You live in Thousand Oaks, California and on the morning of November 23 are awakened at 4:30 am by the violent shaking of your home. Immediately, you realize you are experiencing a major earthquake; the San Andreas Fault has erupted. It is the “Big One” that has been talked about for decades and that many have prepared for — many more have not. You have a major problem; the earthquake hit with larger than expected intensity, measuring 9.3 and lasting 12 minutes. What does this mean? It means that it is 35 times more powerful and lasted 12 times longer than the famed 1906 San Francisco earthquake that destroyed the entire city. To make matters worse, not only did the San Andreas Fault rupture, but the intensity is so large that it caused all the shallow faults in the metropolitan Los Angeles area to rupture as well, which include the Whittier, Santa Monica (running west to east from the Pacific to Hollywood, almost connecting with the Hollywood Fault then, stretching into Pasadena nearly connecting with the Raymond fault through Pasadena into the foothills), Puente Hills (just southwest of downtown LA), Sierra Madre, Chino, Newport-Inglewood (running NNW from Beverly Hills on the north to Newport Beach in the south, cutting travel and infrastructure along its path), Elsinore (running southeast from downtown all the way to Temecula), and over a dozen more faults in the basin. The real problem is that shallow faults cause the most damage to homes, roadways, power and gas infrastructure, and structures of all types. After a while, the shaking stops so, you look outside.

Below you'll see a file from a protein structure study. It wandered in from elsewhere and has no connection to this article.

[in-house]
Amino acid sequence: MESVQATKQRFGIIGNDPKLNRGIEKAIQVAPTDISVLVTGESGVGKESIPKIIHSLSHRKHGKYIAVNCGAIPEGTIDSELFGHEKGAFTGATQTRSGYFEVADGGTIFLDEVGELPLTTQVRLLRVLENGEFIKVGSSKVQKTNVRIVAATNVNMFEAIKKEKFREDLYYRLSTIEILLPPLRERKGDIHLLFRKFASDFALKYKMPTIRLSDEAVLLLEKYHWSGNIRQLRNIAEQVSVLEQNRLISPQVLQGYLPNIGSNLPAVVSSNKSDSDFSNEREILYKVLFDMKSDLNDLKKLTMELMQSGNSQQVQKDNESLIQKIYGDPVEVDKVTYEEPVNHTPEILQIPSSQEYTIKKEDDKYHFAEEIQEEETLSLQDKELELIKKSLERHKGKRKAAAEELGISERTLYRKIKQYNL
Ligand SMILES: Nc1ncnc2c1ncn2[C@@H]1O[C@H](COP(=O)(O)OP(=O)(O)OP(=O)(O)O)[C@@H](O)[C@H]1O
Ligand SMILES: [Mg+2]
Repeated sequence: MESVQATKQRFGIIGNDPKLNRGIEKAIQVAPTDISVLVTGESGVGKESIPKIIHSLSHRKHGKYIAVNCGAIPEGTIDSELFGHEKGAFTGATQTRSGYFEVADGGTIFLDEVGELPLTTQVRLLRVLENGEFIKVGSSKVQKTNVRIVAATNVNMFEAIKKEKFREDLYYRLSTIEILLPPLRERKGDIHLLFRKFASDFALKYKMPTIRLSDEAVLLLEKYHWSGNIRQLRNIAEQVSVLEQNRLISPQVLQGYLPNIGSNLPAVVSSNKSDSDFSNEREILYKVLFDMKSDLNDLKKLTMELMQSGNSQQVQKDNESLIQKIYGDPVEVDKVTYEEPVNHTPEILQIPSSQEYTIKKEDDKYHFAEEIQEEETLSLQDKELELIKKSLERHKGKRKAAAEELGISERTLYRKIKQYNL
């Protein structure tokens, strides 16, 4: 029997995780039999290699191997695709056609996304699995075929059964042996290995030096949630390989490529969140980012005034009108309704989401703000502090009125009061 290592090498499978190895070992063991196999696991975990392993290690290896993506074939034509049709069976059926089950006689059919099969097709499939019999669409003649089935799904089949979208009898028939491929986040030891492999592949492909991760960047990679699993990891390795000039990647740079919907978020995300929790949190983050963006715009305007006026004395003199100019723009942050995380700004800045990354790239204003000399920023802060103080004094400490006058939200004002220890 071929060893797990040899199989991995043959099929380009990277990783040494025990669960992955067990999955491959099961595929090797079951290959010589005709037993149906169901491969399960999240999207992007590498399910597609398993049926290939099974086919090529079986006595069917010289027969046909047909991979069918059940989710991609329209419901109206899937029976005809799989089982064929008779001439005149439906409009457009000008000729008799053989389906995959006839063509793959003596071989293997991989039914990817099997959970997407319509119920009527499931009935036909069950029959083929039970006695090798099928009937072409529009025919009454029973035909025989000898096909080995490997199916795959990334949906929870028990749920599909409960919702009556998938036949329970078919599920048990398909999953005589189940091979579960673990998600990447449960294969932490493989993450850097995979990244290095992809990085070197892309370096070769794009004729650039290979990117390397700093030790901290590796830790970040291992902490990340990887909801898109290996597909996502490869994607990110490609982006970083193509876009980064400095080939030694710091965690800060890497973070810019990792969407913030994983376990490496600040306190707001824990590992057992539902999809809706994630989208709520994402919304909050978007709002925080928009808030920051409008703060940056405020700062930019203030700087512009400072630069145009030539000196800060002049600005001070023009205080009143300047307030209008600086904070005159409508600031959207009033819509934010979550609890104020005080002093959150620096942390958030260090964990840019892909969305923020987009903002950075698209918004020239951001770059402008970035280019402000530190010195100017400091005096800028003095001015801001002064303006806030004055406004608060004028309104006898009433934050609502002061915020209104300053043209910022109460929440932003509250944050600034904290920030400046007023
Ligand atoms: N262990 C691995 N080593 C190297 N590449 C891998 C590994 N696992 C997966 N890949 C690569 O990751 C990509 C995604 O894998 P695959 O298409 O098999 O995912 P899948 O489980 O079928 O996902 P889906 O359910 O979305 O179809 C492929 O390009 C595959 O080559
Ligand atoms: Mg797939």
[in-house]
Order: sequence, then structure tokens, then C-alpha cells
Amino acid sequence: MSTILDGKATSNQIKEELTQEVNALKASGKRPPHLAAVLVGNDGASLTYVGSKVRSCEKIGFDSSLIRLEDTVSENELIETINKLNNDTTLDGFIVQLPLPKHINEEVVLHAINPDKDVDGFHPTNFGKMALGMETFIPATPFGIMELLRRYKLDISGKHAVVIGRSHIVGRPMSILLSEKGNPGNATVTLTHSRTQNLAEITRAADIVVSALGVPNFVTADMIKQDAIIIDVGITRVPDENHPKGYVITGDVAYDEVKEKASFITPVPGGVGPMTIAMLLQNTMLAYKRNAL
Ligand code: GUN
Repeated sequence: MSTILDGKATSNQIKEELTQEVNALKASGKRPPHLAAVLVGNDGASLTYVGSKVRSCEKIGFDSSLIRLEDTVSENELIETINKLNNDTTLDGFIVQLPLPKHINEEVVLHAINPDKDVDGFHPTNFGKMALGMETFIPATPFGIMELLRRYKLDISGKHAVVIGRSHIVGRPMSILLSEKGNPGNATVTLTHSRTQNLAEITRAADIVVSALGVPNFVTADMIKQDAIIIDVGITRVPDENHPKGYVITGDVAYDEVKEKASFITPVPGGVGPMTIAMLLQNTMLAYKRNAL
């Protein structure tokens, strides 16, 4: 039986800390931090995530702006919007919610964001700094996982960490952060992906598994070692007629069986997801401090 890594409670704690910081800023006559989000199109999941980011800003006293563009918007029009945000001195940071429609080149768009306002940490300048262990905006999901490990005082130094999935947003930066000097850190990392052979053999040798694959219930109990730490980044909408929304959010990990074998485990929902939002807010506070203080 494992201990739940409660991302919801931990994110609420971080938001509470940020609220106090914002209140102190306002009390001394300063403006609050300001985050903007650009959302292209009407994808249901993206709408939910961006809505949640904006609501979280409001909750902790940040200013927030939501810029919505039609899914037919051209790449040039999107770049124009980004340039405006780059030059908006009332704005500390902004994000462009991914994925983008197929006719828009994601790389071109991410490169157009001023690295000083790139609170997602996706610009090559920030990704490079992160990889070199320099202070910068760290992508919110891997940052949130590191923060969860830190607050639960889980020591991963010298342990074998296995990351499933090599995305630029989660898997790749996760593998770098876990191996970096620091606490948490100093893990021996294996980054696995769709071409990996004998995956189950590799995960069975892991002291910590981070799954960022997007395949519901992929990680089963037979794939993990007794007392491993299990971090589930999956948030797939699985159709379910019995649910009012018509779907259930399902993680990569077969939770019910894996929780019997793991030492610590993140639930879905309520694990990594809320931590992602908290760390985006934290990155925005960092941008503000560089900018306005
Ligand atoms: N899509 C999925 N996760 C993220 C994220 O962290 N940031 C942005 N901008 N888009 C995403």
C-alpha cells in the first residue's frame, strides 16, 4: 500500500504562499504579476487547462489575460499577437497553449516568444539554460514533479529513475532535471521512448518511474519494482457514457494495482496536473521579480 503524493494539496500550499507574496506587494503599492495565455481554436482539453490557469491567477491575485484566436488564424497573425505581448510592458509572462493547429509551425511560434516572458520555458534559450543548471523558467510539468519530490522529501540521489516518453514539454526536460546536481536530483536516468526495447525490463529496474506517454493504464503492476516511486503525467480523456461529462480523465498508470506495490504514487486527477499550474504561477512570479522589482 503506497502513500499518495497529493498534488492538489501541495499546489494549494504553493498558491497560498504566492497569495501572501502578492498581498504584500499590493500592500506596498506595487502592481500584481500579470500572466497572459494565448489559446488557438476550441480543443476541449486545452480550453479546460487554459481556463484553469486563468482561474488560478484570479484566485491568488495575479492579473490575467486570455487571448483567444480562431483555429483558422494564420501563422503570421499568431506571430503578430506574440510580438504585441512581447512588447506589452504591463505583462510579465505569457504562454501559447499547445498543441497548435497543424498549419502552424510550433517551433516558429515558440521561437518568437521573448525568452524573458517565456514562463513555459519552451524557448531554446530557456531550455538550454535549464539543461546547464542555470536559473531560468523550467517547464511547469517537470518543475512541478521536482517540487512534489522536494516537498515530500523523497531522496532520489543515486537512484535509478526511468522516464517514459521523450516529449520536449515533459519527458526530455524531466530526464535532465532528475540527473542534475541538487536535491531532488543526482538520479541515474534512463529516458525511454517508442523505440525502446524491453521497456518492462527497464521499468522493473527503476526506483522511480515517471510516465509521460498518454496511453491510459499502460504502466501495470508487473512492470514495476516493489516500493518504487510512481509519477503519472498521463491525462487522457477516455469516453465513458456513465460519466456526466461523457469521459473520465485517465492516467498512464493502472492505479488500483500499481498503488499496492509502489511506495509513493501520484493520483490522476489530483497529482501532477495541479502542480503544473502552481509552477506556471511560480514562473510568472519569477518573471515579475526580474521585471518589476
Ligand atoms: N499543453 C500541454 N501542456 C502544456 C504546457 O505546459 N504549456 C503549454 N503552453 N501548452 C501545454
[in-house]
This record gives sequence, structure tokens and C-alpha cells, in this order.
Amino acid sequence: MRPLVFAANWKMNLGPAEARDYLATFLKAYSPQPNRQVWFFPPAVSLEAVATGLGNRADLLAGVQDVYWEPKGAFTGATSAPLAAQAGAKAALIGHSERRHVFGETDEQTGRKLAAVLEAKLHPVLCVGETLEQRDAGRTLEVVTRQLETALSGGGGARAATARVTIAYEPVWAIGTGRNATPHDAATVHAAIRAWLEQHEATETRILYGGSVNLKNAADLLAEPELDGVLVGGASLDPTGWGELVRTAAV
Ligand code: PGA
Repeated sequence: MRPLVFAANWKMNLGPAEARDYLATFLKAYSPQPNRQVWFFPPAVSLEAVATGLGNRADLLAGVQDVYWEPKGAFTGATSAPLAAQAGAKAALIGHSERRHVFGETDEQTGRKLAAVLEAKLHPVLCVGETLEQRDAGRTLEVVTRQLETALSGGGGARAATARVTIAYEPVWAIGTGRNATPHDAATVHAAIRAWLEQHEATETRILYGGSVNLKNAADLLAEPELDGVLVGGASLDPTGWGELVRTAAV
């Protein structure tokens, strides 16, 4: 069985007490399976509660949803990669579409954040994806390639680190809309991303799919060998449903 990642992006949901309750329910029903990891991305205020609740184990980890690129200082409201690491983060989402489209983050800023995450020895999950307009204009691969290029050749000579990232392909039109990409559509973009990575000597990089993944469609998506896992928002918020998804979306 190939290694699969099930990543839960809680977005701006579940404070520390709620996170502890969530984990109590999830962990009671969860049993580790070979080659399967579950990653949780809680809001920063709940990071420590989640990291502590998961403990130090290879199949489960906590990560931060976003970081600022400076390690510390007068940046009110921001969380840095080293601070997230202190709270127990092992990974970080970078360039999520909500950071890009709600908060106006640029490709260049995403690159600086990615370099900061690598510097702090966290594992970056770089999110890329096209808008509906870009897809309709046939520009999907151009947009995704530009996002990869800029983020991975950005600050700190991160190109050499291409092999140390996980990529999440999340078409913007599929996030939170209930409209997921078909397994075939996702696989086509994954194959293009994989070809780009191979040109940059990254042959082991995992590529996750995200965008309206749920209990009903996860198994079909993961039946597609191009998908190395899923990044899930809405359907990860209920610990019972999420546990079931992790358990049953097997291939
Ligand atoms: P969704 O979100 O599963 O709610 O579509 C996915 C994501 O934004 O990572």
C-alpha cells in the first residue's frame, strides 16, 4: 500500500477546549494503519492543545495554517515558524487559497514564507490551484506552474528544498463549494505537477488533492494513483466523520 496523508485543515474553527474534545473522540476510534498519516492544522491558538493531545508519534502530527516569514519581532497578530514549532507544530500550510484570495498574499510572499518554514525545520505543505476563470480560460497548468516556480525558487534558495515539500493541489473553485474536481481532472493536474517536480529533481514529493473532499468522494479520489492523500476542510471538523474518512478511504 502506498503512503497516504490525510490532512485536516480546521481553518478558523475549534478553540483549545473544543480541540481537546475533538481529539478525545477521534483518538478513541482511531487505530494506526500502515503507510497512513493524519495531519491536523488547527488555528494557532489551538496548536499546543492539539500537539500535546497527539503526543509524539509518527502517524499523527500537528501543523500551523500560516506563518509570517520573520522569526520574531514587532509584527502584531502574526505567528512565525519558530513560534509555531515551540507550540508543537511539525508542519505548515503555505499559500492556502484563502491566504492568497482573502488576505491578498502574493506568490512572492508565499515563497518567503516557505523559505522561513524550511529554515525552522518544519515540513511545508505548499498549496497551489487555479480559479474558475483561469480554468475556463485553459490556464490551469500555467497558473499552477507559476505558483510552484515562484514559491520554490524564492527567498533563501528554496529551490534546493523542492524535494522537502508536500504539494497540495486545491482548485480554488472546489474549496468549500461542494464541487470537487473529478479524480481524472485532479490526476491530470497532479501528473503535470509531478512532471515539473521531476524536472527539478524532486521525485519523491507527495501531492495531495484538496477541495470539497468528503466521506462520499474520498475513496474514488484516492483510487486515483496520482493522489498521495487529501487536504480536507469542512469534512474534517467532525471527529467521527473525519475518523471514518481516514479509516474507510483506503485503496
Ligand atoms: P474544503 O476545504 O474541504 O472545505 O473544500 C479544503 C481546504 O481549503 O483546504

What remains of the city looks like a war zone. Power is out so; you turn on your emergency radio. The Federal Emergency Management Agency is already broadcasting via its nationwide Emergency Alert System (EAS). A report is being issued about the quake and damage assessment. The main water sources to the Los Angeles metropolitan area, the Colorado River Aqueduct, Los Angeles Aqueduct, and California Aqueducts have all been cut. Major road damage to freeways, bridges, and back streets are being read off — almost all negotiable routes are severed. Gas mains and the power grid are down, as well as over 80 percent of cell towers for phone communications. A staging area has been set up near San Diego, 140 miles away. Your emergency plan (exit strategy/plan to escape) was to meet at your brother’s home in Victorville. The experience of hurricane Katrina indicates that the response of the government will be slow at best and that even if it is fast, dealing with over 18.5 million people in the metro/LA Basin area will be a monumental task that you immediately realize the government has a complete lack of capabilities and capacity to deal with. You also recognize that due to the size of the earthquake, a tsunami of 100 to 300 feet high is a real potential sweeping into the basin from the Pacific. You try to call your brother on your cell — there is no signal thus, you send him a short text that you are on your way, hoping it will go through. It is 120 miles to Victorville. You must get away from the coast as quickly as you can moving eastward. Your family is together with their packs and boots prepared for this very emergency, i.e., your go-bags are ready. Due to collapsed bridges, broken roadways, fissures, natural gas explosions, fires, and other destroyed infrastructure, you are forced to take a meandering path, prepared to help as many as you can while you travel — on foot. You will face a great many survival situations such as injury to yourself or those in your group, injury to others, death of others, marauding looters and lawlessness, civil violence, lack of water, lack of food, personal and group security issues, the need to cross earthquake-caused fissures, and much more. What is your strategy to survive what will be at least a 3 to 4-day trip or more?